1. Residency

Residency in psychiatry takes another four years. It basically involves practical experience in various medical settings with initial focus on general medicine and neurology rotations. The rest of the residency focuses on different areas of psychiatry and other electives. Typically, it takes one year to complete in-patient psychiatry, one year in out-patient psychiatry and the rest of the time on subspecialties of psychiatry.  

Before commencing practice, a psychiatrist has to go through two more stages. Upon completion of the required education, the state board exam is to be passed to become a licensed practitioner. Each state may have slightly different requirements for the licensure. Next, one has to obtain certification from the American Board of Psychiatry and Neurology; this is optional, but highly recommended.

Skills Required for Becoming a Psychiatrist

The profession of a psychiatrist requires certain skills that are necessary. These skills include:

  • Active Communication- ability to listen to and understand others, express oneself clearly both verbally and in writing, and read and interpret written information.
  • Critical Thinking- ability to use logic and rationale to evaluate alternative courses of action, solutions, approaches to problems and conclusions.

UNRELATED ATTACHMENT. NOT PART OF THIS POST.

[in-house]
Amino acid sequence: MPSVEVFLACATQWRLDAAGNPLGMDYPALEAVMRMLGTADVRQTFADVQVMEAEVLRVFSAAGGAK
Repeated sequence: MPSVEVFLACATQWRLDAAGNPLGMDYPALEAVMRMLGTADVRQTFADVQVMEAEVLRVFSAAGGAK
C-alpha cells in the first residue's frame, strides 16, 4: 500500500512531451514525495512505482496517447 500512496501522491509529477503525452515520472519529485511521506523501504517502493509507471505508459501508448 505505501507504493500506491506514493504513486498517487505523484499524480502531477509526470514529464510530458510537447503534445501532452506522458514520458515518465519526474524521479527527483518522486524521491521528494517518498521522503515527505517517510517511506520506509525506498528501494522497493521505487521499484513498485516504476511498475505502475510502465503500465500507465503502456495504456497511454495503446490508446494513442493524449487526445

• Monitoring- actively observing performance of oneself and other colleagues, assessing it against standards and taking appropriate corrective action.
  • Active Learning- ability to understand and apply new information to current and future situations.
  • Decision Making- evaluating all possible alternatives, comparing relative costs and benefits of all available choices and exercising sound judgment.
  • Time Management- effectively managing time to achieve maximum productivity.
  • Problem Solving- identifying problems, obtaining relevant information, design possible solutions and corrective measures.
  • Effective Learning Strategies- finding and using effective training and instructional procedures when acquiring new knowledge or information.
  • Coordination- ability to be in sync with working conditions and other members of the team.
  • Systems Analysis and Evaluation- assessing the regular workings of a system and the effects of possible changes in conditions, environment and operations on the outcomes of the system; measuring system performance using indicators and benchmarking, with the aim to synchronize it with the goals of the system.
  • Negotiation- ability to bring people together, reconcile differences and reach common ground acceptable to all parties.
  • Social Perceptiveness- being wary of others’ notions, views, understanding and reactions.
  • Flexibility- ability to adapt to changing situations and demands of the profession.
  • Instructing- teaching and training team members.

Job Outlook and Salary

According to the Bureau of Labor Statistics (BLS), the median pay for psychiatrists was $187,200 in 2012. However, depending upon the location, qualification and work setting, the salary may vary. BLS projects an 18% increase in demand for psychiatrists by 2022, which is higher than the 11% average growth rate of all professions. This is due to the growing population which will accelerate the growth in demand for healthcare services.